Here is the information to express your concerns:
Commissioner David Stern
National Basketball Association
Olympic Tower, 656 Fifth Avenue, New York, NY 10022
tel (212) 407-8000 / fax (212) 754-6414
The following is a copy of the e-mail I have sent. I will be following up with a telephone call on Thursday - their offices are open from 8:30am-7:00pm Eastern Time:
I'm writing to formally complain about the actions instigated by the referees Sean Corbin, Ken Maurer, and Scott Wall in the December 11, 2002 game that took place at the Fleet Center in Boston, where the Celtics played the Phoenix Suns.
Throughout the game, it became clear that the Phoenix players were allowed to commit fouls against Boston players without penalty, whereas the reverse did not hold true. Then, in the third quarter, the injury that the fans who were watching were afraid of occourred with 9:14 remaining. Paul Pierce was fouled hard and ended up hitting the floor face first. It is still not certain he didn't suffer a concussion.
Yet, no foul was called against the Phoenix defender.
I grant you, every fan--myself included--has a certain amount of hometown bias. But this display by the officials was the most glaring example of either incompetence or bias that I've seen in over three decades of watching the game. This goes far beyond any rational chance of it being a biased perspective, when a player hits the ground bleeding and the only foul called is against the Celtics Coach Jim O'Brien for being rightly furious at the display of poor officiating culminating in the injury to Pierce.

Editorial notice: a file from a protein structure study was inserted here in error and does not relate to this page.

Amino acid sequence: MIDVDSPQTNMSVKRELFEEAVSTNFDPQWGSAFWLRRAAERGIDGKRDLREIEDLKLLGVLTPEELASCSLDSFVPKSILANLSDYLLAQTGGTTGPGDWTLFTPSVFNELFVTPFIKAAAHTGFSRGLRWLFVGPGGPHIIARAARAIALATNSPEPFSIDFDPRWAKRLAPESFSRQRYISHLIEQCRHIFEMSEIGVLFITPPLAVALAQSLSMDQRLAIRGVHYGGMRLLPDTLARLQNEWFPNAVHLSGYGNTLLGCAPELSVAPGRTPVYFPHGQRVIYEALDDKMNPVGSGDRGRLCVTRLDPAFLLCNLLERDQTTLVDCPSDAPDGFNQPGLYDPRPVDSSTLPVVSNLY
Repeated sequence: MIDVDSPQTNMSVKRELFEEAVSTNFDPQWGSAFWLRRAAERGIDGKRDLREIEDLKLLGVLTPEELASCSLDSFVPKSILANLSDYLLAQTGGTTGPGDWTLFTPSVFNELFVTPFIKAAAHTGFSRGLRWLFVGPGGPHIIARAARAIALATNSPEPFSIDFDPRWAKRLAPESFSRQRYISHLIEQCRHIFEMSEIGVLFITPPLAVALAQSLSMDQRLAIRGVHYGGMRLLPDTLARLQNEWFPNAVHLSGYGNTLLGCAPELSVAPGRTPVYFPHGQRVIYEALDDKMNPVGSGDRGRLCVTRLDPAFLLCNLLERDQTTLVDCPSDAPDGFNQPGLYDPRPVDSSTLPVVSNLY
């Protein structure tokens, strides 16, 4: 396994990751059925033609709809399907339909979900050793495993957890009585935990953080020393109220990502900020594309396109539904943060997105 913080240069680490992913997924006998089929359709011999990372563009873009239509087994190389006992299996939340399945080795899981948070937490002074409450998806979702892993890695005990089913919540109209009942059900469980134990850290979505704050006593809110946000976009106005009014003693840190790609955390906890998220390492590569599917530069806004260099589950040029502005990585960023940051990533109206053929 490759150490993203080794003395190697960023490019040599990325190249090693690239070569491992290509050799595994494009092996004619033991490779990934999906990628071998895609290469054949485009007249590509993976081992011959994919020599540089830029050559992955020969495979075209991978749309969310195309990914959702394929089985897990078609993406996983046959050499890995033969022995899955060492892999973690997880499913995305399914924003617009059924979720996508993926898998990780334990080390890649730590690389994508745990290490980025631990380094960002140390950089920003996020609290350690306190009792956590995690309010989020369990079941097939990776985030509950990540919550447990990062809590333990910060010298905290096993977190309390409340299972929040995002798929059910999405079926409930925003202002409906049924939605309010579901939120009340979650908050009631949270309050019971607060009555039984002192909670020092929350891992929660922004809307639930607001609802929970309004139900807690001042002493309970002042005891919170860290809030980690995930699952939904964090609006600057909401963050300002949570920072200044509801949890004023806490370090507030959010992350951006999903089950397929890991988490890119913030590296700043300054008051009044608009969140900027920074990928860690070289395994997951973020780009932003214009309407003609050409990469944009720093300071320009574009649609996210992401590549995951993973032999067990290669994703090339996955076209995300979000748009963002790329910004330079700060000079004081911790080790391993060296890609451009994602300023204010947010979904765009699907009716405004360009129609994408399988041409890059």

The cumulative effect of the "work" done by the officials was to essentially ensure that the Phoenix Suns won a game they didn't earn at the expense of the integrity of the game. I do not blame the Suns. I blame the officials, and firmly believe that the matter should be investigated, and the result of the game nullified due to the interference by the officials.
I have, via the membership of several NBA-related lists and my own website, encouraged my fellow fans to contact the NBA League offices to register their objections to the events in that game.
The NBA has tacitly allowed much greater physical contact--as exampled by the last time Shaquille O'Neal of the Lakers managed to get a slap on the wrist after committing aggravated assault and battery. This has gone to ridiculous extremes, and it has to stop. Does someone have to get crippled or killed to call the games properly? And what of the negative effect on the League standings? The Suns now have a "win" they didn't earn, while the Celtics have a "Loss" they didn't deserve.
In addition to the problem of overly physical play, stands the ethical question of just how badly the League will fare if the results are not perceived as honest ones. To my mind, regardless of the "official" record, I do--at the very least--consider this game to be either A) an unresolved tie to be completed at a future date; or B) a Celtics victory and a Suns loss.
And that's unfortunate, when the players aren't permitted to decide the matter for themselves because the officials are obviously not doing their jobs properly.